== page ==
- Associated Press - Wednesday, June 27, 2018

CHEYENNE, Wyo. (AP) - The new executive director of Wyoming 2-1-1 plans to increase the organization’s visibility and diversify its funding opportunities in the coming years.

Sabrina Lane, who served as treasurer of the 2-1-1 board for three years, assumed the new role two weeks ago.

Wyoming 2-1-1 is a call service established in 2011 that connects callers, at no cost, to information about critical health and human services available in Wyoming communities.

By dialing 2-1-1, callers can find information and receive referrals on rent/utility assistance, mental health resources, food banks, homeless shelters, health clinics, legal assistance and job training.

Lane has lived in Wyoming since 1997 and raised two daughters in the state. She served in multiple capacities at Laramie County Community College for the past 18 years, including as an accountant compliance supervisor for the past six, where she performed fiscal management for federal and state grants.

Before that, Lane served as both associate and executive director of the LCCC Foundation.

As she settles in, Lane has identified three priorities for Wyoming 2-1-1.

First, she plans to launch an extensive social media and marketing effort to build public awareness.

“What I have found being on the board is that not very many people know about 2-1-1,”she said. “We were launched with the vision to be a statewide organization, and that is my top priority. I want to be the first number individuals call for information and referrals.”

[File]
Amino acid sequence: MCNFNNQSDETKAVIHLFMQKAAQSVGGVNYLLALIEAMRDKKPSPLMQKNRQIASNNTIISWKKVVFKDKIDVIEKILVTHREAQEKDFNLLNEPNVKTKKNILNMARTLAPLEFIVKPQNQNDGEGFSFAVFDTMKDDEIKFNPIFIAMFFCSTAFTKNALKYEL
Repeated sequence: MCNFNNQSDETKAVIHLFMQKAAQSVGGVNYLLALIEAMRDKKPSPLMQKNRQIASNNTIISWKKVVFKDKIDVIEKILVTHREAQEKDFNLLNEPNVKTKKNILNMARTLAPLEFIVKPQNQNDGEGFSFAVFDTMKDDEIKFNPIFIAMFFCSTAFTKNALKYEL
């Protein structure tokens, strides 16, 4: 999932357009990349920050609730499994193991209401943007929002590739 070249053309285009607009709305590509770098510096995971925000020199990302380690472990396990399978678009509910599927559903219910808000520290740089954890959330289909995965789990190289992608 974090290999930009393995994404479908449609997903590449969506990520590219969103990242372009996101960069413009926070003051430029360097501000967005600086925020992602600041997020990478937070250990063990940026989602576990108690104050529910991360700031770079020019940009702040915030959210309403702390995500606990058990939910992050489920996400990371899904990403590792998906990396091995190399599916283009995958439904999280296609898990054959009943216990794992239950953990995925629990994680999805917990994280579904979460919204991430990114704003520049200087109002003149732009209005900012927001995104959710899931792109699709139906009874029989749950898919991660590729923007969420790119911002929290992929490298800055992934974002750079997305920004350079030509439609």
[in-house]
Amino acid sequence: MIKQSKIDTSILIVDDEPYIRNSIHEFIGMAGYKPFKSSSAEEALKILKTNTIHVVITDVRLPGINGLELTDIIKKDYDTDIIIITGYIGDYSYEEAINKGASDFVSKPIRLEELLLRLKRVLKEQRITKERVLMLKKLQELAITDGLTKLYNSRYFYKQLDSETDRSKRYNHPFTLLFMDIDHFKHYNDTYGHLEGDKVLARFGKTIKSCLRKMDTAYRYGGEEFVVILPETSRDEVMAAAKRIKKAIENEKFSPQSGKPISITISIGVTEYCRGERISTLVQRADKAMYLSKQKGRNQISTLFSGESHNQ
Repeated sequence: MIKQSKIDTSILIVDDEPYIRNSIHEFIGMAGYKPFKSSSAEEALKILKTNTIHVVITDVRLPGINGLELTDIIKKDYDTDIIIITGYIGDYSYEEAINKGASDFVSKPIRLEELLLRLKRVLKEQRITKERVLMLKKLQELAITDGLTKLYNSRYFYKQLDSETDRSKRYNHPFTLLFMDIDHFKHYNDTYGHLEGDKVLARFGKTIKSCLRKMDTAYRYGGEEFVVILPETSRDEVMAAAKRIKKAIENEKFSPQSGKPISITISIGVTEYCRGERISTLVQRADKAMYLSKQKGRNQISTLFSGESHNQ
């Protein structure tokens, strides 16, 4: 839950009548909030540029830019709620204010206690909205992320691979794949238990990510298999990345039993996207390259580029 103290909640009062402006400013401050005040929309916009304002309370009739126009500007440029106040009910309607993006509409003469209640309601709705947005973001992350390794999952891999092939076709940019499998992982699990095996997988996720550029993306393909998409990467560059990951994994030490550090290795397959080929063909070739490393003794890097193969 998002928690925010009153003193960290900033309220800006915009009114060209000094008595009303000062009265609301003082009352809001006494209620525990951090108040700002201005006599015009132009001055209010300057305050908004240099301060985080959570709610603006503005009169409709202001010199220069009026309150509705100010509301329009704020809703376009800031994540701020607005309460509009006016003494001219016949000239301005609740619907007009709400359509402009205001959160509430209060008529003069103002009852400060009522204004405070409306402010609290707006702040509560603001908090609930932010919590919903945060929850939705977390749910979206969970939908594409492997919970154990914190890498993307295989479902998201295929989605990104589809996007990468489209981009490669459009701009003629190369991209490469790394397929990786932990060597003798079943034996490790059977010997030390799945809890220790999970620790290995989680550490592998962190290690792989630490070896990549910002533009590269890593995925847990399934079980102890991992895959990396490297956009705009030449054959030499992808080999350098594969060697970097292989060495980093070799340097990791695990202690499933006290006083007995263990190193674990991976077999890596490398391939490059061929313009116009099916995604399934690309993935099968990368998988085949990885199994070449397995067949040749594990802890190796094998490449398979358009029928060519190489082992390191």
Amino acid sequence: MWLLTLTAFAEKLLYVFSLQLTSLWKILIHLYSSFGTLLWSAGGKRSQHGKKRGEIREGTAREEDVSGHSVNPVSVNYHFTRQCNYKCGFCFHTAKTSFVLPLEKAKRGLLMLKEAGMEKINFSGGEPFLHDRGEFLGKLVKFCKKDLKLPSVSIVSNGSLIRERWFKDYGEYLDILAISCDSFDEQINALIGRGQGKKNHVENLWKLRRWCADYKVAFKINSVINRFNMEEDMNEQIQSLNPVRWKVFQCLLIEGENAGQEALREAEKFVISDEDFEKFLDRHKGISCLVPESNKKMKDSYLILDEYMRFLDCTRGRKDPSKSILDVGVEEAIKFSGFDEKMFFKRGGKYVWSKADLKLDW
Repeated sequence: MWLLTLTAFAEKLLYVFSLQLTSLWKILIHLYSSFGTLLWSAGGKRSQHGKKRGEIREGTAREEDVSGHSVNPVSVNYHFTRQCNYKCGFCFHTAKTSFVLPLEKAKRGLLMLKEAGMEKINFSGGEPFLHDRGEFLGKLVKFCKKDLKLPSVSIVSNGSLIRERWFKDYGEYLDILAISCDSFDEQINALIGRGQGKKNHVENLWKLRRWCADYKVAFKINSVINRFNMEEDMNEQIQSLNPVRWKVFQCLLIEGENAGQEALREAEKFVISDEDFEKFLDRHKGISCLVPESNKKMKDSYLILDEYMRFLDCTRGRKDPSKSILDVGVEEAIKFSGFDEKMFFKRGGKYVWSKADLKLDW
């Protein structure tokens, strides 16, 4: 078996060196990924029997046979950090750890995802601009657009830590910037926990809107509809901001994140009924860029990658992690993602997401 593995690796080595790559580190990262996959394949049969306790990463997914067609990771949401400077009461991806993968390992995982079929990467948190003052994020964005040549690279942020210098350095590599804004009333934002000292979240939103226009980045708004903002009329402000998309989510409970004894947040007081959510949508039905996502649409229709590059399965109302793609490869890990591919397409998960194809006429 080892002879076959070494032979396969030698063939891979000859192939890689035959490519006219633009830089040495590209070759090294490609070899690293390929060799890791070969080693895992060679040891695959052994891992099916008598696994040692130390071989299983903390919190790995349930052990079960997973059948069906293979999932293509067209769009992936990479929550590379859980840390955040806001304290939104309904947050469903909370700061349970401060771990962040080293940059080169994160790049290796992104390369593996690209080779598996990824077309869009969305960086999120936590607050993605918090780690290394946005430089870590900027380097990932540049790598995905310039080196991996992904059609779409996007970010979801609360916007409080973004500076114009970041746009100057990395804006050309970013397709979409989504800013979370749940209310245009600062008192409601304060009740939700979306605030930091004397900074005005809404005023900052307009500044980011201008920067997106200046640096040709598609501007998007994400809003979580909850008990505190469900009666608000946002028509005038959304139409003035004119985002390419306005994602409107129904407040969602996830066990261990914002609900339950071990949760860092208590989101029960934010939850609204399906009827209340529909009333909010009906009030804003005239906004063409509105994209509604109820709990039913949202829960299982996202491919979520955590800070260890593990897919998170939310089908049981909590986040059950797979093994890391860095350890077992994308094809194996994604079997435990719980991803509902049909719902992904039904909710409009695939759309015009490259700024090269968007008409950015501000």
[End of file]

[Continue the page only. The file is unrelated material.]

Next, Lane plans to create new opportunities for funding. Currently, the organization is primarily funded through federal, state and local grants.

“We are looking at opportunities for supporters to give to us, as well as securing funding from the business community, foundations and individuals,” she said.

Finally, she wants to grow 2-1-1’s board of directors and achieve statewide representation.

A primary topic of discussion at the organization right now includes how to handle mental health calls, Lane said. This matters in Wyoming, which has the highest rate of suicide of any state in the nation, according to the American Foundation for Suicide Prevention.

“Our current involvement with the issue is to provide information and referral services to those who call,” she said. “Our specialists are trained in suicide prevention and know how to handle these calls.”

If necessary, 2-1-1 is able to provide a complete transfer to the national suicide prevention hotline or other services within the state.

“We need to build an effective network of support, communication and care for these individuals,” Lane said. “I believe we need to be at the table to see where we fit within this conversation.”

What sets 2-1-1 apart from other similar state services, Lane said, is its ability to anonymously collect call data and provide it to community leaders throughout the state to help shape public policy.

“We have a comprehensive information and referral database that has the capability of invoking real discussion,” she said.


Information from: Wyoming Tribune Eagle, http://www.wyomingnews.com

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